by Laurianne McLaughlin

Microsoft Fights Search War With Freebies

Jul 11, 20073 mins
Enterprise Applications

Microsoft has eyed the world of search, and the reign of Google, with incredible envy for years. But despite smart people and plenty of money, Microsoft hasn’t come up with the secret sauce that makes people give up Google and Yahoo. Now, according to a new report out from, Microsoft is finally making some headway in the Web search wars: Compete’s numbers for June show that Google, which captures 62.7% of web seachers, dropped share for the first time since October 2006. And Microsoft MSN/Windows Live search, with 13.2%, is  closing in on number two, Yahoo, which grabs 19.6%. (In May, Microsoft had just 8.4%.)

What accounts for Microsoft’s successful push? Well, for starters, the shipment of Vista, with Live Search as the default search option, should have given them some bump. But as search engine guru Danny Sullivan (the man who knows more about search technology than anyone I’ve ever met) explains very well on, the bigger factor at play here is that Microsoft is running a promotion, called Live Search Club, that gives users financial incentive to use Live Search. The club lets them play games to win points that can be used to buy Microsoft products. To play the games, you must utilize Live Search. 

My take on this? First of all, you cannot underestimate people’s appetite for “free” anything. Free is a magical word in advertising and journalism headlines, for good reason.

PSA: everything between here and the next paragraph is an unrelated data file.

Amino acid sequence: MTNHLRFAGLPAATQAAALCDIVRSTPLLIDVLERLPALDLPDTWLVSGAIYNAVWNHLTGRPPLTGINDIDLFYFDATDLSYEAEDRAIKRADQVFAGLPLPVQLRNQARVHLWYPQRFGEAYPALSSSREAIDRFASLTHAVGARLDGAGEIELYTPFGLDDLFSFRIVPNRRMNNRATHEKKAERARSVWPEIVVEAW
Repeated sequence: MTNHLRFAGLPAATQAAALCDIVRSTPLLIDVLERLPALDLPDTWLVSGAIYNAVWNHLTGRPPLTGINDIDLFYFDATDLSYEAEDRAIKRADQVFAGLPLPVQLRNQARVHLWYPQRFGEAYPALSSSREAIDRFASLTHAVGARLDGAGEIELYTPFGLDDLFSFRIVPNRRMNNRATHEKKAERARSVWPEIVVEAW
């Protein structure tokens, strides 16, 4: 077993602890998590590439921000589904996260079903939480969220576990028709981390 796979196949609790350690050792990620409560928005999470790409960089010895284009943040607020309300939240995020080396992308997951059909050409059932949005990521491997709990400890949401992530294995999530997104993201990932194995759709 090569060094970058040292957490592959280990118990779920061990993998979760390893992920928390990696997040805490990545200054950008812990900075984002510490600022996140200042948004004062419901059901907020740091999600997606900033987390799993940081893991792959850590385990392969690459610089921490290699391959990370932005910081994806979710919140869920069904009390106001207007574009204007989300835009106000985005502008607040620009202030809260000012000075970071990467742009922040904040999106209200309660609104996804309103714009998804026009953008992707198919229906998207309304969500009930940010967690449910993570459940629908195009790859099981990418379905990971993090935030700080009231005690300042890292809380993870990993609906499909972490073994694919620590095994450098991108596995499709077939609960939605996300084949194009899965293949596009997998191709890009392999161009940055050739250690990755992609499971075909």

Second, remember Microsoft is closing in on Yahoo’s share of the search market, not Google’s. Yahoo, which knows a thing or two about advertising and shopping revenues, should be able to cook up a way to fight back – at least I hope so, since as a consumer, I’d like to see Google continue to have a strong number two competitor other than Microsoft.

Also, keep this news in perpsective. As Sullivan notes, Microsoft’s June increase is not a slam dunk. It will be more interesting to see if the Microsoft trend continues over the next few months, and if the other sites that track search engine popularity, including Hitwise, NetRatings and comScore, record the trend as well.

Search is a tough, tough game to win when you are trying to convince people to switch engines. In the time I’ve been reporting on search technology, I’ve never seen a slam dunk reason to use Microsoft search instead of Google. Business users won’t be swayed to change their worktime search habits due to the Live Search Club. But will their grandmothers in Arizona do so? Stay tuned. Microsoft may put the moves on Yahoo with freebies, instead of brain cells.